A black student was sitting in a common room at Smith College on Tuesday when an employee called the police and reported her as “out of place.”
The student, however, said she’s working over the summer at the private women’s liberal arts school and was just reading and eating lunch.
“All I did was be black,” she wrote in a Facebook post that demanded the administration identify the person who called 911. The student did not immediately respond to a request for comment from VICE News.
In a video posted to be Facebook, the campus police officer who responded to the call can be heard asking the student what she was doing in the common room. “Stuff like this happens way too often, where people just feel, like, threatened,” the student tells the officer in the video, which has since been shared by 1,300 Facebook users.
The student said the officer apologized on behalf of the person who called the police on her. The officer was unarmed, like all Smith College campus police, according to the Boston Globe.
Despite the student’s demands, the college said releasing the name of the caller would violate the school’s policy. The incident is still under investigation, Samuel Masinter, a spokesman for the college, told VICE News.
“The college has been working since before this incident to expand existing anti-bias trainings for all faculty, staff and students,” Masinter added. “We expect to have more details on that shortly.”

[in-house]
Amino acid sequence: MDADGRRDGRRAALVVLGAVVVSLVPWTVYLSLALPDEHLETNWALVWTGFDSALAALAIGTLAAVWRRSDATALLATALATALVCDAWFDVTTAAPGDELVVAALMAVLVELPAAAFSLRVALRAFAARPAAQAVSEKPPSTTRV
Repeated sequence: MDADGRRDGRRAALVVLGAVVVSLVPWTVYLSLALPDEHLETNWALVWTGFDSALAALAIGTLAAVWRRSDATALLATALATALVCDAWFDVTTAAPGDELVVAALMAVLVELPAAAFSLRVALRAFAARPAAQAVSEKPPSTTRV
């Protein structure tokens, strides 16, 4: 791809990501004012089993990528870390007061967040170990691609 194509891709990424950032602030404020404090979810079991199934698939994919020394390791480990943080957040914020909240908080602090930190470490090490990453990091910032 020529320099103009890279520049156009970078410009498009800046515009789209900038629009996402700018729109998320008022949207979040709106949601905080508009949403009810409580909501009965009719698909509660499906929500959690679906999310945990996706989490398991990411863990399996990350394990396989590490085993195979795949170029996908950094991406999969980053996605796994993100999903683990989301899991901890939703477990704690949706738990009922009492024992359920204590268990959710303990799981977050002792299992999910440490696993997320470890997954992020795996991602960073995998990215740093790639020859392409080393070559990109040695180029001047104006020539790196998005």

Smith College, located in Northampton, Massachusetts, told the Boston Globe there was “nothing suspicious about the student’s presence.” But her story adds to a string of instances in which people have reported black people doing routine things, like knocking on doors because they’re running for office, taking a nap in a common room at Yale University or using a local pool.
“No student of color should have to explain why they belong at prestigious white institutions. I worked my hardest to get into Smith, and I deserve to feel safe on my campus,” the student said in a Facebook post.
Cover image: Smith College in Northhampton, Massachusetts. (MacAllenBrothers via Wikimedia Commons)